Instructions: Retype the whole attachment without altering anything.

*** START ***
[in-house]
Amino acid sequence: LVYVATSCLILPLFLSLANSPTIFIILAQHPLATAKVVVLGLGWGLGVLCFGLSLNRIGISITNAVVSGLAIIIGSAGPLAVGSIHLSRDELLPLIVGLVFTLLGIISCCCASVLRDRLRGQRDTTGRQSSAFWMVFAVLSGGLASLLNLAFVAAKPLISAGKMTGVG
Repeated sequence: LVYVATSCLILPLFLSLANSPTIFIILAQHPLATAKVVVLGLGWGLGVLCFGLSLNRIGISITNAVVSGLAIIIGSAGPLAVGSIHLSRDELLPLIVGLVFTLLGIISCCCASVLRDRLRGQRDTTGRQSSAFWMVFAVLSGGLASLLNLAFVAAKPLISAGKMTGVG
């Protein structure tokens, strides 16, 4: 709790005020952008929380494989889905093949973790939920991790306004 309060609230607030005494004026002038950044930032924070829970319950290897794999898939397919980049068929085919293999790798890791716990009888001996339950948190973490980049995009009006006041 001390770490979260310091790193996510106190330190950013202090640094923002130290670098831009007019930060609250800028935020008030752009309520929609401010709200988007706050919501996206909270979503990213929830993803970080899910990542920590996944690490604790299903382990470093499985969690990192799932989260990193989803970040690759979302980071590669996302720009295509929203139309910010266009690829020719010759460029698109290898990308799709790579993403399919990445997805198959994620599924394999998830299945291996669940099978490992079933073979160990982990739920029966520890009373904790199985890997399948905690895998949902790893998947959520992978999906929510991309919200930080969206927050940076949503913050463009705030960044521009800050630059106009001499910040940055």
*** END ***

[in-house]
Amino acid sequence: LVYVATSCLILPLFLSLANSPTIFIILAQHPLATAKVVVLGLGWGLGVLCFGLSLNRIGISITNAVVSGLAIIIGSAGPLAVGSIHLSRDELLPLIVGLVFTLLGIISCCCASVLRDRLRGQRDTTGRQSSAFWMVFAVLSGGLASLLNLAFVAAKPLISAGKMTGVG
Repeated sequence: LVYVATSCLILPLFLSLANSPTIFIILAQHPLATAKVVVLGLGWGLGVLCFGLSLNRIGISITNAVVSGLAIIIGSAGPLAVGSIHLSRDELLPLIVGLVFTLLGIISCCCASVLRDRLRGQRDTTGRQSSAFWMVFAVLSGGLASLLNLAFVAAKPLISAGKMTGVG
């Protein structure tokens, strides 16, 4: 709790005020952008929380494989889905093949973790939920991790306004 309060609230607030005494004026002038950044930032924070829970319950290897794999898939397919980049068929085919293999790798890791716990009888001996339950948190973490980049995009009006006041 001390770490979260310091790193996510106190330190950013202090640094923002130290670098831009007019930060609250800028935020008030752009309520929609401010709200988007706050919501996206909270979503990213929830993803970080899910990542920590996944690490604790299903382990470093499985969690990192799932989260990193989803970040690759979302980071590669996302720009295509929203139309910010266009690829020719010759460029698109290898990308799709790579993403399919990445997805198959994620599924394999998830299945291996669940099978490992079933073979160990982990739920029966520890009373904790199985890997399948905690895998949902790893998947959520992978999906929510991309919200930080969206927050940076949503913050463009705030960044521009800050630059106009001499910040940055």